Huobi Global announced it had stopped all trading of Monero (XMR), Dash, Decred (DCR), Firo, Verge (XVG), Zcash (ZEC), and Horizen (ZEN) since September 6. This was the first step toward the complete delisting of all seven privacy coins on September 19. This move is meant to bring Huobi in compliance with the laws and regulations of the countries they operate in. As well as to protect customer assets. Users have been instructed to withdraw their funds from the exchange promptly.
Of the privacy coins to be delisted, Monero is the most popular, with a market capitalization of nearly $3 billion. Privacy coins use various mechanisms to keep the public from being able to identify the sender and receiver of a transaction. Many crypto enthusiasts laud the anonymity preservation of these coins. At the same time, regulators criticize these coins for facilitating criminal activity.
Huobi’s policy change toward privacy coins comes shortly after the U.S. Treasury Department banned U.S. citizens from using Tornado Cash. This protocol transfers crypto between wallet addresses while masking the source. Centralized exchanges like Huobi are playing it safe amidst uncertain policy direction towards privacy coins.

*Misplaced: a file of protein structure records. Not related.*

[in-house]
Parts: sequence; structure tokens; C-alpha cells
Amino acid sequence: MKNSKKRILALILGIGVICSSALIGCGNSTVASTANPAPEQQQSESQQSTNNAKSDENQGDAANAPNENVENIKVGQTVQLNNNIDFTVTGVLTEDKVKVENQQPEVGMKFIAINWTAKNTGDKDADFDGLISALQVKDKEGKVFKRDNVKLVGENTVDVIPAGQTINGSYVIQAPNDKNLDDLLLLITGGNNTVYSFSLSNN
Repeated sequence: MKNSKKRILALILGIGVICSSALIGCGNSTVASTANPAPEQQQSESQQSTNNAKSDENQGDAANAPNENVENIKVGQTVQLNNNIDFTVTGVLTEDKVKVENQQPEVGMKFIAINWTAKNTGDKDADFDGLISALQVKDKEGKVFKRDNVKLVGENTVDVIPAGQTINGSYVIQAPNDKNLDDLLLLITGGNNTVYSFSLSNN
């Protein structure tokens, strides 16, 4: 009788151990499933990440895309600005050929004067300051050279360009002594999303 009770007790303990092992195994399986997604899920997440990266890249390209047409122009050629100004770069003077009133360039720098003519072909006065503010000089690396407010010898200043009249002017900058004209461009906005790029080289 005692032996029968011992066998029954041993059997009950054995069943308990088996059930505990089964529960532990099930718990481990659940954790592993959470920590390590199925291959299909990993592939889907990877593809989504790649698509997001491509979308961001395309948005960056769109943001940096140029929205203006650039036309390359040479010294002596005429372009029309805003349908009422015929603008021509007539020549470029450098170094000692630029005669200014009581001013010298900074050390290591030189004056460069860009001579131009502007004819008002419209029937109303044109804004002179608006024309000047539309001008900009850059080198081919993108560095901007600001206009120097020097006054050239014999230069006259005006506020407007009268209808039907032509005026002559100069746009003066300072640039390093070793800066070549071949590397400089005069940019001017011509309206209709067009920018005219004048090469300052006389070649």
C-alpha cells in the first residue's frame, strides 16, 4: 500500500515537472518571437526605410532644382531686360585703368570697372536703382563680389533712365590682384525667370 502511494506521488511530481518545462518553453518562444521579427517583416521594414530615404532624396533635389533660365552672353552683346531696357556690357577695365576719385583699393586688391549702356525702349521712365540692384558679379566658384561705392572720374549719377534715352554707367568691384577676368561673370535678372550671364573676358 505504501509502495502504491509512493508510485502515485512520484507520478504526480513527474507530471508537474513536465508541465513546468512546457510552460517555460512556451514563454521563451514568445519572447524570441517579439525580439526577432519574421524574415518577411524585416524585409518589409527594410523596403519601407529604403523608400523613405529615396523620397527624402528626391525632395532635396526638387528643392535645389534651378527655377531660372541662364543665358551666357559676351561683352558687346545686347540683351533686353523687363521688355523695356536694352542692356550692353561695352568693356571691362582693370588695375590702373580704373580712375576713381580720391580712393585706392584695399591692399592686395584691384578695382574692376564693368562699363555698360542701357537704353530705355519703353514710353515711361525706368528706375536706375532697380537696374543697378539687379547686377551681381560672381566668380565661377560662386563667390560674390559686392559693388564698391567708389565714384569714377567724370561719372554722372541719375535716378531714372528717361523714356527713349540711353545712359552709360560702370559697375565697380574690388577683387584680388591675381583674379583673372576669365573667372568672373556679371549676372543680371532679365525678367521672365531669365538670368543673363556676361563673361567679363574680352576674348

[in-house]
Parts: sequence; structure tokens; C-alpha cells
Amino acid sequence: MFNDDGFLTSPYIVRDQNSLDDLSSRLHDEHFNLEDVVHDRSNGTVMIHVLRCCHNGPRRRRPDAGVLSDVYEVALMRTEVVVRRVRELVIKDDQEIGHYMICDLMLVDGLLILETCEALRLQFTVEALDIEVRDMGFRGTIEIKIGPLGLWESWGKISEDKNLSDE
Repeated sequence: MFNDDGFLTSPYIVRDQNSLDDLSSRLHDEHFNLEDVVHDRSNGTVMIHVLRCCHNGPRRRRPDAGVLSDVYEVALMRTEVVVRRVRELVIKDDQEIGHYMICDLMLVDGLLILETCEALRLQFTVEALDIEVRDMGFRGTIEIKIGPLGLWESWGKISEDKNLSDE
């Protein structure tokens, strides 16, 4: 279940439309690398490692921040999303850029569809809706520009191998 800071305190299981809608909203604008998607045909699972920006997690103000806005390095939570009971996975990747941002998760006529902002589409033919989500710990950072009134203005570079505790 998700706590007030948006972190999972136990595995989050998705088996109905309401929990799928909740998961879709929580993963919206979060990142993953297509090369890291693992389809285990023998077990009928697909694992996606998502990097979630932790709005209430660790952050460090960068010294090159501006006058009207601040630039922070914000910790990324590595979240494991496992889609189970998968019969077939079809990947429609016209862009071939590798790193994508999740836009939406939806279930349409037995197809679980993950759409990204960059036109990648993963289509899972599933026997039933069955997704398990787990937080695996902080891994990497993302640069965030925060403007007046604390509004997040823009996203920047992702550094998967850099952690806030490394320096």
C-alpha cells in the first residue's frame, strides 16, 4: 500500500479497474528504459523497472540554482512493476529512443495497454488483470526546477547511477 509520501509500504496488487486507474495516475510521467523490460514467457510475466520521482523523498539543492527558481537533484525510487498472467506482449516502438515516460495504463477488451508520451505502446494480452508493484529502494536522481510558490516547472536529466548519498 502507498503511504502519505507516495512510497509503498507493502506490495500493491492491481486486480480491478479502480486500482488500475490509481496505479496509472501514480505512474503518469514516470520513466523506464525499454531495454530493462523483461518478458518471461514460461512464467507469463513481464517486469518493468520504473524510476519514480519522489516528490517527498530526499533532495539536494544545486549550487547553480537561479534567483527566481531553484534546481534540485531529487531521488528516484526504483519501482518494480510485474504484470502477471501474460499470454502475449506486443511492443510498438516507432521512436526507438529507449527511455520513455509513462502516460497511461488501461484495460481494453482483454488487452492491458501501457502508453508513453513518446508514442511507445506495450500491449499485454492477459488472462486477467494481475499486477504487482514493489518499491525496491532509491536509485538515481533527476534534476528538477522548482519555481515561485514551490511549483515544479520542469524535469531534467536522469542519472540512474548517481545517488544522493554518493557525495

No specific country regulation was cited in the delisting announcement. Instead, Huobi pointed to their own management rules, Article 17(16). Which states, “Huobi Global has the right, in light of the seriousness of the relevant circumstances, to conceal or suspend token trading in the following circumstances.” Clause 16 points directly at privacy coins as a reason for activating Article 17.
This move comes when Huobi seeks to expand its services to additional jurisdictions, namely the United States. Expansion is critical to Huobi’s continued success as it faced a significant loss in revenue after China’s most recent ban on crypto trading. This change reportedly created a 30% drop in Huobi’s revenue.
This is not the first time Huobi has been tangled in local compliance issues. Regulators in Malaysia, Thailand, and Singapore all revoked Huobi’s license to do business due to their inability to meet regional compliance standards. Since then, Huobi has worked to secure permissions to do business in New Zealand and the United Arab Emirates.
It is no surprise that Huobi is taking proactive steps to position itself ahead of future regulations on privacy coins, especially since Huobi has reportedly received its Money Services Business (MSB) license from the United States Financial Crimes Enforcement Network (FinCEN) in July.
The MSB ensures that FinCEN’s crime assessments are appropriately carried out. A critical step in providing crypto exchange services to U.S. customers. Huobi still needs to obtain a money transmitter license. Then users in the United States will legally have access to the Huobi exchange.